Before any leader goes to war, they first call upon the services of their Commander-in-Chief. And so it is when musical big hitters such as Macca, Van Morrison, Mark Knopfler or Nick Lowe embark on a world tour - they all hit Watkins on their speed dial: Geraint Watkins - singer, songwriter, multi-instrumentalist, arranger and one time Balham Alligator. Going on the road without Watkins would be like taking a knife to a gun fight; there really isn't a better piano or accordion player on the live circuit.
I bumped into Watkins the other day: he was trying to locate the stage door at the Harrogate Theatre - he was playing with Nick Lowe as part of The Old Magic tour. Dressed like he'd come to read the meter, he was running late: 'Sound check's at 5 o'clock' he said in his dulcet welsh tones 'and I can't find the way in.' We walked around the back of the venue and stumbled upon (aptly) the tradesman's entrance - through which he went in search of Basher.
Three hours later, show-time, and you wouldn't have recognised him; suited and booted and he'd put a comb through his hair. These days not only is Watkins part of Nick Lowe's crack house band, but he also opens for him. A thirty minute master class in everything from stride and boogie woogie to good old fashioned rock 'n' roll: Mystery Train never sounded so urgent - a runaway train, if you will. Other prime cuts included Soldier Of Love, Chagrin and Unto You - the latter two reflecting Watkins' French and Cajun influences.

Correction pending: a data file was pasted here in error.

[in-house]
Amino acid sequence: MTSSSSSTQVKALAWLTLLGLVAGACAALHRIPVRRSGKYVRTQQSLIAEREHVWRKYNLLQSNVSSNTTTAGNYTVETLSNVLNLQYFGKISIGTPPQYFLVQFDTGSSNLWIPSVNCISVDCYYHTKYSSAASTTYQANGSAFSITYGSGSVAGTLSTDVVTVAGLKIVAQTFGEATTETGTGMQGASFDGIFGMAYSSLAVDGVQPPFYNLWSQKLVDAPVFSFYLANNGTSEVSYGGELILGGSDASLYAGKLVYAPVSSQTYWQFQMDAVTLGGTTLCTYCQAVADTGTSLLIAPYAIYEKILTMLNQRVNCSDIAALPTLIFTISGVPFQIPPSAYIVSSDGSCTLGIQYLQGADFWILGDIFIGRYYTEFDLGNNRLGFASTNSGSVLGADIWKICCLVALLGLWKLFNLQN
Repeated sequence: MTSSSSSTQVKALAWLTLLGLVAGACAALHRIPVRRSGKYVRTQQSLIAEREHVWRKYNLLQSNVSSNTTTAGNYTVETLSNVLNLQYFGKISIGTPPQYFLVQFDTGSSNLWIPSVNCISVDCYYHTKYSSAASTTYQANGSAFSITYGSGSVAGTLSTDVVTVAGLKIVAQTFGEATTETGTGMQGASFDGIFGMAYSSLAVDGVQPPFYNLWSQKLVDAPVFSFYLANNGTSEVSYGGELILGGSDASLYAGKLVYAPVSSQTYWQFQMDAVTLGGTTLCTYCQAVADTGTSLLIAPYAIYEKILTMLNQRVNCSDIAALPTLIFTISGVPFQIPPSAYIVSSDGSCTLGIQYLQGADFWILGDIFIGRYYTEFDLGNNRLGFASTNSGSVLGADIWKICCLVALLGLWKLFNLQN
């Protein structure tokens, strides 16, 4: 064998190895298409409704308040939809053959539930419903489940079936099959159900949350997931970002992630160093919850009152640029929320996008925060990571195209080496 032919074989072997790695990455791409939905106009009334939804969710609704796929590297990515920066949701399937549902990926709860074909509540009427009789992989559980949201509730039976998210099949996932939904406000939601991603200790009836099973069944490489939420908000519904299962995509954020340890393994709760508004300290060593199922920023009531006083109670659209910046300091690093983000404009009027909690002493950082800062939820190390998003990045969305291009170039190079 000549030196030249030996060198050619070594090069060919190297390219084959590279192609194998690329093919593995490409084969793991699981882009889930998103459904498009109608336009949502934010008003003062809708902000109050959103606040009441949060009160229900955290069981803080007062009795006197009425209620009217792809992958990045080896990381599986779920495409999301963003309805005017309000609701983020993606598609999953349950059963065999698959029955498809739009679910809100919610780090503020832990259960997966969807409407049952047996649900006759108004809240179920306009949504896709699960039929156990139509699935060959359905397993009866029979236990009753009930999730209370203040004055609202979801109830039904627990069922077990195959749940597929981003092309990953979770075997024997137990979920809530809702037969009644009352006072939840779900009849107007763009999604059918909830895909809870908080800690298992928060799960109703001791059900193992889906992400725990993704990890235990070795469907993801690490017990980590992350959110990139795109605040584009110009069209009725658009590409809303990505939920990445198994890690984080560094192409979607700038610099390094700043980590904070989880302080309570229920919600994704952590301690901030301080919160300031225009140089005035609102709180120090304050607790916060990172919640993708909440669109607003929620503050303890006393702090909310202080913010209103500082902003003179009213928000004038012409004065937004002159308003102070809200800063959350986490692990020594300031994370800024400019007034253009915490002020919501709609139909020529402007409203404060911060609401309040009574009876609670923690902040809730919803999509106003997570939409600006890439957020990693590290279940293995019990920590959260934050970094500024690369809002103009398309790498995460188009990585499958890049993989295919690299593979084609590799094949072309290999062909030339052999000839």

With just enough time to down a beer and whisky chaser, he's back on stage for the main event. Nick Lowe needs no introduction on this humble blog. Suffice it to say he rattled through songs new and old with his trademark self deprecating inter-song banter. The set is seamless; material off the new long player - Stoplight Roses, House For Sale and 'Til The Real Thing Comes Along mesh perfectly with Heart, Without Love, I Live On A Battlefield et al.
By the time of the second encore, Watkins takes centre stage again; this time with Lowe backing him. Only A Rose would be the sort of tune Sinatra would cover if he was still with us. Yes, it really is that good.